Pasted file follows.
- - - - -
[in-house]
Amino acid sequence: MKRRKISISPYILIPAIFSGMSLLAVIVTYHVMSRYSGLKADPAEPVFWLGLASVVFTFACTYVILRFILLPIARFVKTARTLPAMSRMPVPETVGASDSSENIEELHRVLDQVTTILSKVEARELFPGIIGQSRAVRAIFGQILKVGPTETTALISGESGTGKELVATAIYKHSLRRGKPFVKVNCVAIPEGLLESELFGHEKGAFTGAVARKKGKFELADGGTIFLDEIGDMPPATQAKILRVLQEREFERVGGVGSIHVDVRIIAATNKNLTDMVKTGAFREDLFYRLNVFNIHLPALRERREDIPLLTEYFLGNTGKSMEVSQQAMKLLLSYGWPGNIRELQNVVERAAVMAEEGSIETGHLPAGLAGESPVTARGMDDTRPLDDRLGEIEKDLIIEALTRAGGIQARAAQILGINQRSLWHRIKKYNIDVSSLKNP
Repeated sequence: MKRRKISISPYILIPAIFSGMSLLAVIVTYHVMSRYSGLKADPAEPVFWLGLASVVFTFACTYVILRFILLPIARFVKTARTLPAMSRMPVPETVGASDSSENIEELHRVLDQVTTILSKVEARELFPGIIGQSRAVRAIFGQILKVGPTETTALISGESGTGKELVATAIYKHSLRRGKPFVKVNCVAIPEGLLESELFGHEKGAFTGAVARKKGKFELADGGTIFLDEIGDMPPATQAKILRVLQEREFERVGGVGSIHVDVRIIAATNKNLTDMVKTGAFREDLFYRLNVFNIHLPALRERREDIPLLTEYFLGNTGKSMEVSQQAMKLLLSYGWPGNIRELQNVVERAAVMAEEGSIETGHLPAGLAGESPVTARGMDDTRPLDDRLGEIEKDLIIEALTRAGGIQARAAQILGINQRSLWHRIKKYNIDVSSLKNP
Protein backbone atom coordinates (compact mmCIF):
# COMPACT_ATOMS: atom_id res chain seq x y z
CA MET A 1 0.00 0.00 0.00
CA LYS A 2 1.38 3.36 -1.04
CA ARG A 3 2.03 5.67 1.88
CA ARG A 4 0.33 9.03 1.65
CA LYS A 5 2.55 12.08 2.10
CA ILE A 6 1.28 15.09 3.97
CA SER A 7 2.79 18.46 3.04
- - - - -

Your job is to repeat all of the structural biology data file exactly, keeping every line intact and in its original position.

[in-house]
Amino acid sequence: MKRRKISISPYILIPAIFSGMSLLAVIVTYHVMSRYSGLKADPAEPVFWLGLASVVFTFACTYVILRFILLPIARFVKTARTLPAMSRMPVPETVGASDSSENIEELHRVLDQVTTILSKVEARELFPGIIGQSRAVRAIFGQILKVGPTETTALISGESGTGKELVATAIYKHSLRRGKPFVKVNCVAIPEGLLESELFGHEKGAFTGAVARKKGKFELADGGTIFLDEIGDMPPATQAKILRVLQEREFERVGGVGSIHVDVRIIAATNKNLTDMVKTGAFREDLFYRLNVFNIHLPALRERREDIPLLTEYFLGNTGKSMEVSQQAMKLLLSYGWPGNIRELQNVVERAAVMAEEGSIETGHLPAGLAGESPVTARGMDDTRPLDDRLGEIEKDLIIEALTRAGGIQARAAQILGINQRSLWHRIKKYNIDVSSLKNP
Repeated sequence: MKRRKISISPYILIPAIFSGMSLLAVIVTYHVMSRYSGLKADPAEPVFWLGLASVVFTFACTYVILRFILLPIARFVKTARTLPAMSRMPVPETVGASDSSENIEELHRVLDQVTTILSKVEARELFPGIIGQSRAVRAIFGQILKVGPTETTALISGESGTGKELVATAIYKHSLRRGKPFVKVNCVAIPEGLLESELFGHEKGAFTGAVARKKGKFELADGGTIFLDEIGDMPPATQAKILRVLQEREFERVGGVGSIHVDVRIIAATNKNLTDMVKTGAFREDLFYRLNVFNIHLPALRERREDIPLLTEYFLGNTGKSMEVSQQAMKLLLSYGWPGNIRELQNVVERAAVMAEEGSIETGHLPAGLAGESPVTARGMDDTRPLDDRLGEIEKDLIIEALTRAGGIQARAAQILGINQRSLWHRIKKYNIDVSSLKNP
Protein backbone atom coordinates (compact mmCIF):
# COMPACT_ATOMS: atom_id res chain seq x y z
CA MET A 1 0.00 0.00 0.00
CA LYS A 2 1.38 3.36 -1.04
CA ARG A 3 2.03 5.67 1.88
CA ARG A 4 0.33 9.03 1.65
CA LYS A 5 2.55 12.08 2.10
CA ILE A 6 1.28 15.09 3.97
CA SER A 7 2.79 18.46 3.04